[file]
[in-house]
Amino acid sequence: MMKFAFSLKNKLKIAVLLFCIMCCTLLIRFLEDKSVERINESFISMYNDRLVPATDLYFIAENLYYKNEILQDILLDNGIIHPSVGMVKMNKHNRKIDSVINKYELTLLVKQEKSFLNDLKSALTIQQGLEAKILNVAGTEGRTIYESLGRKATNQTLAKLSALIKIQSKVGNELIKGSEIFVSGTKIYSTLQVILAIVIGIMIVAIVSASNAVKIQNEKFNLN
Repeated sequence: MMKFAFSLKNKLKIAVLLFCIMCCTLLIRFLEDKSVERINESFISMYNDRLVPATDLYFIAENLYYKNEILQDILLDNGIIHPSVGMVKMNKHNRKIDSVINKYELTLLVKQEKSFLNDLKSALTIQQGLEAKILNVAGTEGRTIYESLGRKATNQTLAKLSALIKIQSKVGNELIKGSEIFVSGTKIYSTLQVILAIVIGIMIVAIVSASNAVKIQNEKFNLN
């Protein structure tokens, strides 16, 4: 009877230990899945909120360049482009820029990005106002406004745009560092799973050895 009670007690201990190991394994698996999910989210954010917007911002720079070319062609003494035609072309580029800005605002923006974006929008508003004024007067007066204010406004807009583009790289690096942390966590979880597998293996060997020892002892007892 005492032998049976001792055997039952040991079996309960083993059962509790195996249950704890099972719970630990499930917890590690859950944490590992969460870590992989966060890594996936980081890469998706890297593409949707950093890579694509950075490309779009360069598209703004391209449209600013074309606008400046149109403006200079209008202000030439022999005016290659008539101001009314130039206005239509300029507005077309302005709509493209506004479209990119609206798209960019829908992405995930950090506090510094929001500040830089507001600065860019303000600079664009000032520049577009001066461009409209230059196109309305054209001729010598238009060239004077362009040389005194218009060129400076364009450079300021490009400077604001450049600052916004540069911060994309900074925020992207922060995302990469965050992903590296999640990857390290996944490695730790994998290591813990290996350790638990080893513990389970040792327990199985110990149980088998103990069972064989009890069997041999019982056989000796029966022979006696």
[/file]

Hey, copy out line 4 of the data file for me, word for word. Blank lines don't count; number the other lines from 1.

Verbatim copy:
């Protein structure tokens, strides 16, 4: 009877230990899945909120360049482009820029990005106002406004745009560092799973050895 009670007690201990190991394994698996999910989210954010917007911002720079070319062609003494035609072309580029800005605002923006974006929008508003004024007067007066204010406004807009583009790289690096942390966590979880597998293996060997020892002892007892 005492032998049976001792055997039952040991079996309960083993059962509790195996249950704890099972719970630990499930917890590690859950944490590992969460870590992989966060890594996936980081890469998706890297593409949707950093890579694509950075490309779009360069598209703004391209449209600013074309606008400046149109403006200079209008202000030439022999005016290659008539101001009314130039206005239509300029507005077309302005709509493209506004479209990119609206798209960019829908992405995930950090506090510094929001500040830089507001600065860019303000600079664009000032520049577009001066461009409209230059196109309305054209001729010598238009060239004077362009040389005194218009060129400076364009450079300021490009400077604001450049600052916004540069911060994309900074925020992207922060995302990469965050992903590296999640990857390290996944490695730790994998290591813990290996350790638990080893513990389970040792327990199985110990149980088998103990069972064989009890069997041999019982056989000796029966022979006696």